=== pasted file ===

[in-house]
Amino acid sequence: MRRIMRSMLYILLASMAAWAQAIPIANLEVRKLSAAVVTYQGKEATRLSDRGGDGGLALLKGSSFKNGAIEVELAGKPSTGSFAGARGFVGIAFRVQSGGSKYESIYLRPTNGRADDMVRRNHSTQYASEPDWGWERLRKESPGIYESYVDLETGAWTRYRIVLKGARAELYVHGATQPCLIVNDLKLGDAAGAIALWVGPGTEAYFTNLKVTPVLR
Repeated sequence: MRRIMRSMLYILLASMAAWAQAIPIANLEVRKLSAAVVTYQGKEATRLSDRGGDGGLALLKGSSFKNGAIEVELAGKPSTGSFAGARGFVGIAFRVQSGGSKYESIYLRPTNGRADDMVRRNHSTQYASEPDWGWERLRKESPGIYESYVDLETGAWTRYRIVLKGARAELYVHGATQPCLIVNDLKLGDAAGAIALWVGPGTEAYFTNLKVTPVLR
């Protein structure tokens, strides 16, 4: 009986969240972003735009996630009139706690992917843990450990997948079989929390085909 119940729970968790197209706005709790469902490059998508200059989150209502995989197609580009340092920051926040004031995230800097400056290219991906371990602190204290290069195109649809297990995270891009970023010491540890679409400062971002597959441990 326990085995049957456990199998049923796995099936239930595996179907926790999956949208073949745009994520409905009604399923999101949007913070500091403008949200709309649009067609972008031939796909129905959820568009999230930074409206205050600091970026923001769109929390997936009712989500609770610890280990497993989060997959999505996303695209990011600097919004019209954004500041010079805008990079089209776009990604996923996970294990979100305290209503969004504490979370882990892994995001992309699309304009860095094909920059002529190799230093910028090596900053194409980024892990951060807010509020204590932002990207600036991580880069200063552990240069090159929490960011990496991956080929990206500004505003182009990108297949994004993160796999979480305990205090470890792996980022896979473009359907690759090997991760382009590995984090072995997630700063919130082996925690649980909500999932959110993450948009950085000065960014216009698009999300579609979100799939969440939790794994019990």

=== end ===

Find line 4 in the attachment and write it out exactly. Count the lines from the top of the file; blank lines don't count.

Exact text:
């Protein structure tokens, strides 16, 4: 009986969240972003735009996630009139706690992917843990450990997948079989929390085909 119940729970968790197209706005709790469902490059998508200059989150209502995989197609580009340092920051926040004031995230800097400056290219991906371990602190204290290069195109649809297990995270891009970023010491540890679409400062971002597959441990 326990085995049957456990199998049923796995099936239930595996179907926790999956949208073949745009994520409905009604399923999101949007913070500091403008949200709309649009067609972008031939796909129905959820568009999230930074409206205050600091970026923001769109929390997936009712989500609770610890280990497993989060997959999505996303695209990011600097919004019209954004500041010079805008990079089209776009990604996923996970294990979100305290209503969004504490979370882990892994995001992309699309304009860095094909920059002529190799230093910028090596900053194409980024892990951060807010509020204590932002990207600036991580880069200063552990240069090159929490960011990496991956080929990206500004505003182009990108297949994004993160796999979480305990205090470890792996980022896979473009359907690759090997991760382009590995984090072995997630700063919130082996925690649980909500999932959110993450948009950085000065960014216009698009999300579609979100799939969440939790794994019990």